October is Breast Cancer Awareness Month


Article Contributed by
Office of the Chautauqua County Executive

It is estimated that one in eight women will develop breast cancer during her life. Breast cancer is the second-leading cause of cancer-related deaths among women in New York State. Each year in New York, nearly 15,000 women are diagnosed with breast cancer and about 2,700 women die from the disease. These women are our wives, mothers, sisters, and friends.
In recognition of National Breast Cancer Awareness Month in October, Christine Schuyler, Director of Health and Human Services is urging all women to talk to their doctor about breast cancer screening and their personal risk for the disease.
Breast cancer is most commonly found in women 50 years old or older. The United States Preventive Services Task Force recommends a mammogram every two years for women between 50 and 74 years of age. Women ages 40–49 years old are encouraged to talk to their health care providers about when and how often they should have screening mammograms. Any woman, who is at high risk for breast cancer, as determined by a doctor, may need to begin screening earlier. Any woman, or man, who has symptoms or changes in their breasts, should schedule an appointment with their doctor immediately. While very rare, it is possible for men to get breast cancer.
“Each woman needs to be aware of her personal risk for breast cancer and make an informed decision with her doctor about when and how often she should be screened,” Schuyler said.
Although the causes of breast cancer are still unknown, there are some factors that may increase a woman’s chances of getting the disease:
Getting older – most women are diagnosed when they are 50 years of age or older
Having a first menstrual period younger than the age of 12
Starting menopause older than 55 years of age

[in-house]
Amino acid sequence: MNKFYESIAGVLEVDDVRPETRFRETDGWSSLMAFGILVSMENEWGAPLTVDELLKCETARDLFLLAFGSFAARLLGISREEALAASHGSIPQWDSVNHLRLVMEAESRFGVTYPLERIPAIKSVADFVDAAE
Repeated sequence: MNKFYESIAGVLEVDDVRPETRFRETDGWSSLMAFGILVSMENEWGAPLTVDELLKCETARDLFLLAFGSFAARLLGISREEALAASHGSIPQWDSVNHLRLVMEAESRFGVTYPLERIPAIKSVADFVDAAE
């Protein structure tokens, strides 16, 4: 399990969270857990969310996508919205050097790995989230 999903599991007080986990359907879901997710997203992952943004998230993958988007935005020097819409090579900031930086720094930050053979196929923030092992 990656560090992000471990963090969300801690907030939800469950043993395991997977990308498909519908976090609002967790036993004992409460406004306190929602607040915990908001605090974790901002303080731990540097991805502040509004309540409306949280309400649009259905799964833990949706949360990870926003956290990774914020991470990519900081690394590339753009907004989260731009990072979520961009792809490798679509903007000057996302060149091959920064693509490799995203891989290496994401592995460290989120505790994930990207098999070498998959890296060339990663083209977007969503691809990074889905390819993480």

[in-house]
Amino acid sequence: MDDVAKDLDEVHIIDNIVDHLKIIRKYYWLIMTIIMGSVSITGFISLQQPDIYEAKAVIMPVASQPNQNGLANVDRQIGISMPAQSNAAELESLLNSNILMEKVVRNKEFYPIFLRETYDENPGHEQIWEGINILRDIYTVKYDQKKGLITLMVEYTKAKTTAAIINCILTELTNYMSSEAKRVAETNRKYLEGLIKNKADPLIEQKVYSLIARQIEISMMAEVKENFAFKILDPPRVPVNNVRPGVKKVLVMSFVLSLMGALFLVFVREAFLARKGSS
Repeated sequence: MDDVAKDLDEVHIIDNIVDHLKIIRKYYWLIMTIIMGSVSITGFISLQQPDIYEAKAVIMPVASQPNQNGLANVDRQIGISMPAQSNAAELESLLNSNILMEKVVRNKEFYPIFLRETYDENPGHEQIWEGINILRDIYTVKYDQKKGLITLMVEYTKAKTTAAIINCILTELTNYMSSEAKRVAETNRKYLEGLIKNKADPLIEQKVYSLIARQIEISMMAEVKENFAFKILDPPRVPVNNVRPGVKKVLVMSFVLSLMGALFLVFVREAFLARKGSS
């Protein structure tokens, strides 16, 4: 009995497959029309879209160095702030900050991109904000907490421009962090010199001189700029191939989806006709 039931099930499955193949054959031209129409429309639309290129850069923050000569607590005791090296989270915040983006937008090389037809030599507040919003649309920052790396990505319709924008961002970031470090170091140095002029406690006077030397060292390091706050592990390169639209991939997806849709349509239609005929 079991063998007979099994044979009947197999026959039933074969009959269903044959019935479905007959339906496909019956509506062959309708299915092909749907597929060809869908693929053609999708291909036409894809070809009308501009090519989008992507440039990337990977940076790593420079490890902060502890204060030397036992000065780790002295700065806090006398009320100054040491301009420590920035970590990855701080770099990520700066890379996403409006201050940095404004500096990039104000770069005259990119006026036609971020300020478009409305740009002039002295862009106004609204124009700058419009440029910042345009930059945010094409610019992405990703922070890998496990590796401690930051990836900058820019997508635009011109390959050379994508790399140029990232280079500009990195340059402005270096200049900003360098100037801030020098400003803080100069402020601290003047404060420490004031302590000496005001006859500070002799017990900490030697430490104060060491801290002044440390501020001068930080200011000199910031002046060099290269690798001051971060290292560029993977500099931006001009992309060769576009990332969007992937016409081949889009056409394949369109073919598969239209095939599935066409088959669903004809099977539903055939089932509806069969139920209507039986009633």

Never giving birth, or giving birth to a first child after age 30
Not breastfeeding
Having had breast cancer or some non-cancerous breast diseases
Having a close family member (parent, sibling, child) who has had breast cancer, especially at an early age
Having certain gene mutations such as BRCA 1 or BRCA 2
Being overweight or obese
Drinking alcohol
Not getting enough exercise
Exposure to high levels of ionizing radiation to the chest area early in life
Long-term use of hormone replacement therapy
Even if a woman has one or more of these risk factors, it does not mean she will get breast cancer. And, women with few or no risk factors may develop breast cancer. This is why screening is important for all women.
Breast cancer screening is covered by the health plans participating in the New York State of Health. For more information, about health care coverage through the New York State of Health, visit the New York State of Health: The Official Health Plan Marketplace website or call the help line at 855-355-5777 or TTY: 800-662-1220.
Regularly scheduled breast cancer screening increases the chances that cancer is found in its earliest stages and the earlier the better.
“Great advances have been made in early detection and treatment of breast cancer, and many women diagnosed with the disease are living long, healthy lives,” said Schuyler.
Uninsured women who are 40 years of age and older may also be able to get breast cancer screening through the New York State Cancer Services Program. To find a Cancer Services Program in your community, a genetic counselor, legal services, or a breast cancer support program, call 1-866-442-CANCER (2262).
Visit the New York State Department of Health website for more information about breast cancer, including prevention, diagnosis, and treatment.
Chautauqua County Cancer Services Program assists with the cost of breast, cervical and colorectal cancer screenings and diagnostics for men and women who are uninsured or underinsured. For more information, call the local Cancer Services Program at 800-506-9185.